Facebook Wants to Be Your Online Bank
By LAUREN BARACK
FORTUNE -- Someday soon, Facebook users may pay their utility bills, balance their checkbooks, and transfer money at the same time they upload vacation photos to the site for friends to see.
Sure, the core mission of the social media network is to make the world more connected by helping people share their lives. But Facebook knows people want to keep some things -- banking, for example -- private. And it wants to support those services too.
"There are certain things, whether itʼs financial services, or banking where I donʼt necessarily want my friends to know exactly what Iʼm doing, right?" David Robinson, Facebook's director of global marketing solutions, U.S. financial services, asked a crowded room of bankers at a Securities Industries and Financial Markets Association (SIFMA) seminar in New York late last month. "I want to be able to go in and have an experience with my advisor or my bank and have that be a one-on-one experience."
Facebook is quietly planning just such an offering with Australia's Commonwealth Bank. Currently in an internal beta, with the first version built in March, the application is expected to launch sometime this year to customers. It will allow Facebook users who are bank customers to make payments to third parties as well as Facebook friends through the social media channel, according to the bank. Commonwealth will secure transactions with its own authentication system -- similar to how payments are secured on its online and mobile banking site, a spokesperson says.
Facebook declined to comment specifically on the banking push. But Robinson is clearly communicating to the banking community that Facebook (FB) hopes other financial institutions will follow. The hope is that by creating private experiences on social media's normally very public channel, banks can better engage customers, not to mention drive more traffic to Facebook, and open the doors to other avenues where the company can monetize its platform.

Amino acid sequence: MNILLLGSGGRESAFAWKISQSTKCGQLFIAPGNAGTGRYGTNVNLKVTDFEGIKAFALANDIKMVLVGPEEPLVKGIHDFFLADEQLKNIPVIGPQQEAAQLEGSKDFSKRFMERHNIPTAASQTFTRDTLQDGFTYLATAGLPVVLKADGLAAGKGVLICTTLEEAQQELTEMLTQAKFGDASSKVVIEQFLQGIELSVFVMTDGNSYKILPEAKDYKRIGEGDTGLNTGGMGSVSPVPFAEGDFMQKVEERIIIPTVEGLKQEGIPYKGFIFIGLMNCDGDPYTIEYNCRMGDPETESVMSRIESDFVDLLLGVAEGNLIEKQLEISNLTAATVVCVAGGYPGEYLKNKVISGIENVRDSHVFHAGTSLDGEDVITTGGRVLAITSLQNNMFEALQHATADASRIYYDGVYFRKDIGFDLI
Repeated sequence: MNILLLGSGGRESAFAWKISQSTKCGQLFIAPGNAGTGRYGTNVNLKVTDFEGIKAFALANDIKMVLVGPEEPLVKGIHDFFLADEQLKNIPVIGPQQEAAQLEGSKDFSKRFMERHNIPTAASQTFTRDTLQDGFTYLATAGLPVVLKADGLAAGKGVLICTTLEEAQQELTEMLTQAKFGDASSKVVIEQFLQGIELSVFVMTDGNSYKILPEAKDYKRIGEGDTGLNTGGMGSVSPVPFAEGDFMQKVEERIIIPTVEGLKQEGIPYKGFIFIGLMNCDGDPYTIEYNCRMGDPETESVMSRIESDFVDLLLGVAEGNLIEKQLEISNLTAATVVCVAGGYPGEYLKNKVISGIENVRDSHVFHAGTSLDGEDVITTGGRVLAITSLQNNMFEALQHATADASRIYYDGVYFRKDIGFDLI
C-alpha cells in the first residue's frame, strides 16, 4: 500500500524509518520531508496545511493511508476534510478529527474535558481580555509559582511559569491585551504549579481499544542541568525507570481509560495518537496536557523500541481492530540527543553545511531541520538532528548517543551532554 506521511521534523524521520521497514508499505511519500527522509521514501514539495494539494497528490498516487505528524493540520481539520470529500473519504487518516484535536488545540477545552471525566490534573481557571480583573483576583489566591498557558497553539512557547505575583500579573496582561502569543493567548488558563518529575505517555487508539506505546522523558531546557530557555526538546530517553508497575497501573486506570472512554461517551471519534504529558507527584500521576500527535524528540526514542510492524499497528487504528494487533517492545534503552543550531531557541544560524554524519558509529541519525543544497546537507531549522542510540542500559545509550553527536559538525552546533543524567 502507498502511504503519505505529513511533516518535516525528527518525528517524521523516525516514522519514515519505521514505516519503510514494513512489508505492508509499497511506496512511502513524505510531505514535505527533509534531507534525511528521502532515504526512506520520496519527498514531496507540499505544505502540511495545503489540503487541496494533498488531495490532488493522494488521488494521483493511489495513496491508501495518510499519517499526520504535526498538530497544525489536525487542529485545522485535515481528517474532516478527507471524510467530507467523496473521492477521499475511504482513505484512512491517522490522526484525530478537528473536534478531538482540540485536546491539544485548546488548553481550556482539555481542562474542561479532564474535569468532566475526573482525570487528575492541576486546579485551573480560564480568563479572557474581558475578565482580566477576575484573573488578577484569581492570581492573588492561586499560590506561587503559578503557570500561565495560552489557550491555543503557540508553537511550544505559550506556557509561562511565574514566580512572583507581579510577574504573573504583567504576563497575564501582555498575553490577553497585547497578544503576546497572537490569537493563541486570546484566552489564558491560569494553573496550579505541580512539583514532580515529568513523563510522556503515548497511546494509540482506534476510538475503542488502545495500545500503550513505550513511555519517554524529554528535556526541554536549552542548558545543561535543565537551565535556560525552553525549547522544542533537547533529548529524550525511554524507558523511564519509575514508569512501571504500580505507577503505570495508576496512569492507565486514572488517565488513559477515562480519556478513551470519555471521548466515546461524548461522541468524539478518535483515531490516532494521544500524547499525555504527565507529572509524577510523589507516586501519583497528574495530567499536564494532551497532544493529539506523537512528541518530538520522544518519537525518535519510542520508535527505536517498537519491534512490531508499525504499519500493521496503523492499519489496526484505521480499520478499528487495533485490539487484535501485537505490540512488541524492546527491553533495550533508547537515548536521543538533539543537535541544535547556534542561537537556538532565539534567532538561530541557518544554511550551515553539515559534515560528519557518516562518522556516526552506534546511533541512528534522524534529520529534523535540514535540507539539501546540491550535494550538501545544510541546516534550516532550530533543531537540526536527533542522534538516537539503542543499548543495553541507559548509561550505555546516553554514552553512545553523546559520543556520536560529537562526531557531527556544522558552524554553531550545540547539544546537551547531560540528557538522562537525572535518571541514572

Commonwealth won't be the first institution to enable financial transactions on Facebook. Facebook's former chief privacy officer Chris Kelly is an advisor to Loyal3, a startup that allows Facebook users to buy fractions of shares in companies they love, and to share that on Facebook. Loyal3 launched the program earlier this year with Fifth & Pacific Companies (FNP), the publicly-traded owner of Juicy Couture, Kate Spade and other fashion brands.
But while Loyal3 assumes consumers will want to share the fact that they're fans of a brand, the banking community knows that most personal financial activities are inherently private. And here Facebook is encouraging financial institutions to enable activities, like banking, with full knowledge that they won't be shared, but they will still be ways to potentially broaden Facebook's network and keep people engaged on the site longer.
Currently, just 16% of a brand's fan base actually engages with a company's Facebook page, notes Robinson. So finding other ways for users to interact with brands on Facebook could help Fortune 500 firms that are looking to grow their social media presence, while of course helping Facebook grow as well.
There are risks such as spam messages that could look like a friend in trouble, prompting users to send money through their Facebook app. But Commonwealth Bank says it won't launch the app unless it can offer customers a 100% guarantee of security, a spokesperson says. Plus scams like these are inherent to any virtual medium today, and unlikely to deter the Facebook user who finds banking from the social channel a time saver.
And while Facebook may be encouraging banks to open virtual outposts today, other industries will likely also be interested in creating a private walled garden on the platform. Sure, people are coming to Facebook to share their vacation photos with pals. But why not collect their paycheck, buy medical insurance or pay the IRS there as well?
The company makes no bones that it sees itself as a channel where users supply content with Facebook acting solely as the conduit. However, touting itself as a place for privacy is an unusual marketing pitch from social media's grand dame. And it's one that officially Facebook won't officially acknowledge.
"Facebook is a platform and a partnership company," the company said in a statement when asked if other financial institutions would be opening virtual branches on Facebook soon. "We are supportive of brands and agencies, across industries, using the platform to better serve their customers."
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